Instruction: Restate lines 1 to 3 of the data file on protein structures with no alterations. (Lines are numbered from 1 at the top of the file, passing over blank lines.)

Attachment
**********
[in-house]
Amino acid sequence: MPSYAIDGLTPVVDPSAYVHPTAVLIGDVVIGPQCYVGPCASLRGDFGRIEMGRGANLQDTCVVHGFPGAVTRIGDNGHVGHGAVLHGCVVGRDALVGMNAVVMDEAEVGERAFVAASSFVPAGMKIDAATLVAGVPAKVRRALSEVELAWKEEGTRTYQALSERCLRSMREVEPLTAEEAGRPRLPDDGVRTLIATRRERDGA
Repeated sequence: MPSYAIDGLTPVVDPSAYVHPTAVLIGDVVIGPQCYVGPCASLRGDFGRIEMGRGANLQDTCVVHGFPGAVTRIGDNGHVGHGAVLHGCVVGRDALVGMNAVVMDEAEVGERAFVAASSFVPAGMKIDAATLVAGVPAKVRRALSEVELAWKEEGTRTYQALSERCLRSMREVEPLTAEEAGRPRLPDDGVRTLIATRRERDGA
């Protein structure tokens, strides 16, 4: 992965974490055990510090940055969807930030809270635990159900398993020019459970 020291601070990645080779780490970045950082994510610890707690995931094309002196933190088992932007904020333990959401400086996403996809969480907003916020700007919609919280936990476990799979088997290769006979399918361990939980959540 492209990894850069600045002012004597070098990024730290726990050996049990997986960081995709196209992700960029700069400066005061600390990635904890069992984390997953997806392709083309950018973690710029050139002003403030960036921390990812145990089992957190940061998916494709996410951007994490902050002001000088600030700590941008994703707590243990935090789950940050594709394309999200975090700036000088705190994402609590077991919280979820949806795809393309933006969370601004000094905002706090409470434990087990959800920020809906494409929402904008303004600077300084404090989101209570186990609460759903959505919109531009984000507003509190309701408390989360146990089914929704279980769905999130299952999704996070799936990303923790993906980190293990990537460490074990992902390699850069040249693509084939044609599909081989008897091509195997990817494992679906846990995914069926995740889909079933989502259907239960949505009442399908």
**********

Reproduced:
[in-house]
Amino acid sequence: MPSYAIDGLTPVVDPSAYVHPTAVLIGDVVIGPQCYVGPCASLRGDFGRIEMGRGANLQDTCVVHGFPGAVTRIGDNGHVGHGAVLHGCVVGRDALVGMNAVVMDEAEVGERAFVAASSFVPAGMKIDAATLVAGVPAKVRRALSEVELAWKEEGTRTYQALSERCLRSMREVEPLTAEEAGRPRLPDDGVRTLIATRRERDGA
Repeated sequence: MPSYAIDGLTPVVDPSAYVHPTAVLIGDVVIGPQCYVGPCASLRGDFGRIEMGRGANLQDTCVVHGFPGAVTRIGDNGHVGHGAVLHGCVVGRDALVGMNAVVMDEAEVGERAFVAASSFVPAGMKIDAATLVAGVPAKVRRALSEVELAWKEEGTRTYQALSERCLRSMREVEPLTAEEAGRPRLPDDGVRTLIATRRERDGA